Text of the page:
A model of photochemical smog including gas-to-particle conversion for humid and dry climates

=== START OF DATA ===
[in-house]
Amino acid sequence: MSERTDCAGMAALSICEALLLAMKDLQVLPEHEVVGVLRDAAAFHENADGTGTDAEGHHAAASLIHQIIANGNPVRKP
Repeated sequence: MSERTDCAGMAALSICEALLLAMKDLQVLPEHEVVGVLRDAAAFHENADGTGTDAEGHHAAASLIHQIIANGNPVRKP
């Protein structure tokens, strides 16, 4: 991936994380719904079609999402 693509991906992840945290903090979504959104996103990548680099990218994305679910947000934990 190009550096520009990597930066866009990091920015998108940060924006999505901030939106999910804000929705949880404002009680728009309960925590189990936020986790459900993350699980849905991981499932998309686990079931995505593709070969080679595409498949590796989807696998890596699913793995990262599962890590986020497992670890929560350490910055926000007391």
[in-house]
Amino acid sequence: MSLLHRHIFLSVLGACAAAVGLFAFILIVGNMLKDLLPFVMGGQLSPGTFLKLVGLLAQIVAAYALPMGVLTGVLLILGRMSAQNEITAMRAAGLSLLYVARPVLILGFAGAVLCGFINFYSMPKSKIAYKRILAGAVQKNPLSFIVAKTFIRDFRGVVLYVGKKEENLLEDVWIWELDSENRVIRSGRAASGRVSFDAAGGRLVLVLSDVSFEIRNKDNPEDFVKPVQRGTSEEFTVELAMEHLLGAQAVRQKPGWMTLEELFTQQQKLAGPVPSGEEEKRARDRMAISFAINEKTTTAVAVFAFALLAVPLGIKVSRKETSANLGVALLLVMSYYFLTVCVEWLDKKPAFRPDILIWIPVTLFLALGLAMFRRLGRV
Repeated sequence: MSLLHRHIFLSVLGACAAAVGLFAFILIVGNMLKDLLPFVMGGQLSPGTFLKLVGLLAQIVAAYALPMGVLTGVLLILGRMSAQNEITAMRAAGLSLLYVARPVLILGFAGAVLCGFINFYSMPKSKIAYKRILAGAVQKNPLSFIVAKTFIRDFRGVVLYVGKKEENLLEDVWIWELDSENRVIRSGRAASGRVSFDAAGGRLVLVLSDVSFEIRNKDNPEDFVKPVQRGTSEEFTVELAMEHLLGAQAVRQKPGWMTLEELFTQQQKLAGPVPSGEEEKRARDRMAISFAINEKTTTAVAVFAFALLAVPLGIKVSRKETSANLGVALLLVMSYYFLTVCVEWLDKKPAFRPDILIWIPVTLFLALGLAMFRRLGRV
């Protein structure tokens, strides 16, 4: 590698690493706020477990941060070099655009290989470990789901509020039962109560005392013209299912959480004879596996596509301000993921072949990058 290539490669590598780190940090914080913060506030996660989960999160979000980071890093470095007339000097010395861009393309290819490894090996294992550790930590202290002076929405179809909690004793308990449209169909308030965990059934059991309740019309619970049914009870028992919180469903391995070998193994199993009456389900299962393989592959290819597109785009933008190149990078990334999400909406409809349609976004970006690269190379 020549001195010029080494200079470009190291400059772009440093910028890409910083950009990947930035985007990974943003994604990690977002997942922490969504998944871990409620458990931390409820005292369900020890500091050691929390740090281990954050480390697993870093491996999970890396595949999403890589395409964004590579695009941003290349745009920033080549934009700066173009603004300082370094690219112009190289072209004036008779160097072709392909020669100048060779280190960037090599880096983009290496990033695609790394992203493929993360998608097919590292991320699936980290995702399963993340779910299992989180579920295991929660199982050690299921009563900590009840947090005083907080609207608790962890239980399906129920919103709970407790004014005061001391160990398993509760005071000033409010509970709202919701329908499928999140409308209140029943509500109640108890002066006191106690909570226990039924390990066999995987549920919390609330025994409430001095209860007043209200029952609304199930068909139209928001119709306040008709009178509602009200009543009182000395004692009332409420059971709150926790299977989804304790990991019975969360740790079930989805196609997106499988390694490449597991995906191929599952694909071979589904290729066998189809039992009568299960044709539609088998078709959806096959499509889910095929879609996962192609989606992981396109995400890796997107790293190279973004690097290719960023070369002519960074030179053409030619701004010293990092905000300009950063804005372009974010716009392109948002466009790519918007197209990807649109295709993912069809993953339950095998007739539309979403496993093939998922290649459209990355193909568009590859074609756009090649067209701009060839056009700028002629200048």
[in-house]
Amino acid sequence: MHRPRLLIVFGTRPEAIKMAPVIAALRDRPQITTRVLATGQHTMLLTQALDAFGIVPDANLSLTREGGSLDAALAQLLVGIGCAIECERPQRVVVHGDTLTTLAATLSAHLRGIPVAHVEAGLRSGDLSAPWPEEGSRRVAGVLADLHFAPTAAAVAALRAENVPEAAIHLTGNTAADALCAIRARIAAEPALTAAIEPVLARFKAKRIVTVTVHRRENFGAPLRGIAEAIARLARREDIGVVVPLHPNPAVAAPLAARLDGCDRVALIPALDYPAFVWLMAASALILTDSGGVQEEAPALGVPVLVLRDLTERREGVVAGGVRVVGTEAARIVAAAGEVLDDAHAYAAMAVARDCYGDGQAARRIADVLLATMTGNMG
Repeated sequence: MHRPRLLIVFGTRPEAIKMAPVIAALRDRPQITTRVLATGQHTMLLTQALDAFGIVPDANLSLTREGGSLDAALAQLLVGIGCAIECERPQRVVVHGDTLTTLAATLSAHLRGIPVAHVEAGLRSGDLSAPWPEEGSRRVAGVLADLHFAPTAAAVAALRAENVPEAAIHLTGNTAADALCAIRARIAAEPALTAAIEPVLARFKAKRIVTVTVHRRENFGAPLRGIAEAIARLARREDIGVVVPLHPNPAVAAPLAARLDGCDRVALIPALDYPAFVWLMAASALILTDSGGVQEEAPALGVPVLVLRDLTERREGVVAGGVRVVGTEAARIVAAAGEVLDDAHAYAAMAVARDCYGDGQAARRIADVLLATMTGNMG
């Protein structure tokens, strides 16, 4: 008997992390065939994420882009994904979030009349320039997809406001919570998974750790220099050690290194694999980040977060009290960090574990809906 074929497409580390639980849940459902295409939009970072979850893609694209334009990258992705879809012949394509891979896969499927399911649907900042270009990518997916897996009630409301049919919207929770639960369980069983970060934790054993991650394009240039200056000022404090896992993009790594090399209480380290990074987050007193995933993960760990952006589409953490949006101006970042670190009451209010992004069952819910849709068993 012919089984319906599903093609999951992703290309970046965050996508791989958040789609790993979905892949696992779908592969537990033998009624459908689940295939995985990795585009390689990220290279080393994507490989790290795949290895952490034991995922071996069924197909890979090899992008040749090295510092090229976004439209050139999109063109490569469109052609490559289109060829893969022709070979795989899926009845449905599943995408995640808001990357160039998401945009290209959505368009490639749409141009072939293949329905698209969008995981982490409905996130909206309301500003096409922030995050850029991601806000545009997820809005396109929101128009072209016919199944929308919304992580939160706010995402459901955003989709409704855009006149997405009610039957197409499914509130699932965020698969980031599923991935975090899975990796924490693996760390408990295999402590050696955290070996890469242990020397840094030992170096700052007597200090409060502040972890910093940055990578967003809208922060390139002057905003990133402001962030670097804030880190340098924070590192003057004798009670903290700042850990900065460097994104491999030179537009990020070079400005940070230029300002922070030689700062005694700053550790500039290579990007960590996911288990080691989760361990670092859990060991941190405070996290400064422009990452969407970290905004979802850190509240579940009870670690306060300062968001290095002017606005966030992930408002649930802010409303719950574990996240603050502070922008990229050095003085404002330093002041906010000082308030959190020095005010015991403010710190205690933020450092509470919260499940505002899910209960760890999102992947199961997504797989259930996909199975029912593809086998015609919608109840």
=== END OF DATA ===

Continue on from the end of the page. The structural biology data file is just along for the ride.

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A model of photochemical smog is presented that includes the interaction of the gas phase molecules with aerosol particles. The model demonstrates how high relative humidity maintains the lower oxidant levels observed in humid climate cities such as Houston as compared to dry climate cities such as Los Angeles. A quasi-Langrangian approach is taken by modeling a homogeneous air parcel which follows an air trajectory. Four of the twenty species modeled are solved by the quasi steady state approximation (QSSA). The set of sixteen ordinary nonlinear stiff differential equations is solved by Michelsen's (1976) semi-implicit Runge-Kutta method. This numerical method directly handles the explicit time dependence of the emission rates, photodissociative reaction rates, and the empirically determined aerosol growth patterns. At high relative humidity there is an increase in the growth of aerosols resulting in a large available surface area for collision. The model assumes that certain molecular species that either directly or indirectly contribute to oxidant levels are partially removed through absorption by aerosols. Empirically determined aerosol growth patterns were presented for humid and dry climates. The humid versus dry climate aerosol growth patterns were compared under a variety of theoretical absorption conditions. Case studies included studying the effect of different combinations of molecules and radicals considered to be absorbed at various accommodation coefficients, the effect of initial concentrations of the species, and the effect of different emission rates. When only radicals were considered absorbed the model showed insignificant differences between the two types of aerosol growth patterns. When molecules as well as radicals were considered absorbed, oxidant levels were considerably lower for humid climate aerosol growth patterns under all conditions studied.